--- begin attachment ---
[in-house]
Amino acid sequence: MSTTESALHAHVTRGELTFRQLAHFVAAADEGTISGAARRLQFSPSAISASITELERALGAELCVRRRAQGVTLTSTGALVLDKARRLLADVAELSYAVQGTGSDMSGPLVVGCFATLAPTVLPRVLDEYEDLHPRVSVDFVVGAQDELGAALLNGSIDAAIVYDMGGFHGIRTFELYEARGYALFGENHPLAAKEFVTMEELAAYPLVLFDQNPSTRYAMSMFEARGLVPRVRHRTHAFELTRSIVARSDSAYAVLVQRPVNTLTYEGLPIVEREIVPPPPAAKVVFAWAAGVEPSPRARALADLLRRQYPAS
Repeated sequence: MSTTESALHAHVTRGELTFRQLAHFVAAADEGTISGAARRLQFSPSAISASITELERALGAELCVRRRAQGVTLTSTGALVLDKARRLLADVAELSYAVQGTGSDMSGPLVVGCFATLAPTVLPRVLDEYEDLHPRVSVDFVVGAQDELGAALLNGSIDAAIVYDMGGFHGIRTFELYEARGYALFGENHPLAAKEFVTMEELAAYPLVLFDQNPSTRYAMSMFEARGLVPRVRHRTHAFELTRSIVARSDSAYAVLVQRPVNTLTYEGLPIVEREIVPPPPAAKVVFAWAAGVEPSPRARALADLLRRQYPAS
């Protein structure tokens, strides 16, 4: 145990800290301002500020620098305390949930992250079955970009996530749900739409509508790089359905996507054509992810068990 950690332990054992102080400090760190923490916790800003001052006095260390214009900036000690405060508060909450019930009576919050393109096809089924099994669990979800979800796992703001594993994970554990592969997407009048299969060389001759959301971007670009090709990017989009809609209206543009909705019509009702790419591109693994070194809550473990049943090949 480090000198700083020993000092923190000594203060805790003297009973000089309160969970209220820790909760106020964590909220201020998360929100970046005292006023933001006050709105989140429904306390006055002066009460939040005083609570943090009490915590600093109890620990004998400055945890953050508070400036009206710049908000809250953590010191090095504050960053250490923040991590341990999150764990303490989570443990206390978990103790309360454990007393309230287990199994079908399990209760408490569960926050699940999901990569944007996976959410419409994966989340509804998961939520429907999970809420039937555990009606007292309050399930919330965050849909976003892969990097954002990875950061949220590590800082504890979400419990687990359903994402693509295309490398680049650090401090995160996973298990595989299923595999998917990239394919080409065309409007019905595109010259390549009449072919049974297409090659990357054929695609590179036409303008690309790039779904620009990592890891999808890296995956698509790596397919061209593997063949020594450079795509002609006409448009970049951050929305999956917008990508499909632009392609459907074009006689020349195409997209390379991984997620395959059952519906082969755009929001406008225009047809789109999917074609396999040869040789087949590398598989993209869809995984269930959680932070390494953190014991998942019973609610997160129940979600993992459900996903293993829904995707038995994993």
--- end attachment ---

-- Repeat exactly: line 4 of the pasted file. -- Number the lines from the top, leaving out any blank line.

């Protein structure tokens, strides 16, 4: 145990800290301002500020620098305390949930992250079955970009996530749900739409509508790089359905996507054509992810068990 950690332990054992102080400090760190923490916790800003001052006095260390214009900036000690405060508060909450019930009576919050393109096809089924099994669990979800979800796992703001594993994970554990592969997407009048299969060389001759959301971007670009090709990017989009809609209206543009909705019509009702790419591109693994070194809550473990049943090949 480090000198700083020993000092923190000594203060805790003297009973000089309160969970209220820790909760106020964590909220201020998360929100970046005292006023933001006050709105989140429904306390006055002066009460939040005083609570943090009490915590600093109890620990004998400055945890953050508070400036009206710049908000809250953590010191090095504050960053250490923040991590341990999150764990303490989570443990206390978990103790309360454990007393309230287990199994079908399990209760408490569960926050699940999901990569944007996976959410419409994966989340509804998961939520429907999970809420039937555990009606007292309050399930919330965050849909976003892969990097954002990875950061949220590590800082504890979400419990687990359903994402693509295309490398680049650090401090995160996973298990595989299923595999998917990239394919080409065309409007019905595109010259390549009449072919049974297409090659990357054929695609590179036409303008690309790039779904620009990592890891999808890296995956698509790596397919061209593997063949020594450079795509002609006409448009970049951050929305999956917008990508499909632009392609459907074009006689020349195409997209390379991984997620395959059952519906082969755009929001406008225009047809789109999917074609396999040869040789087949590398598989993209869809995984269930959680932070390494953190014991998942019973609610997160129940979600993992459900996903293993829904995707038995994993």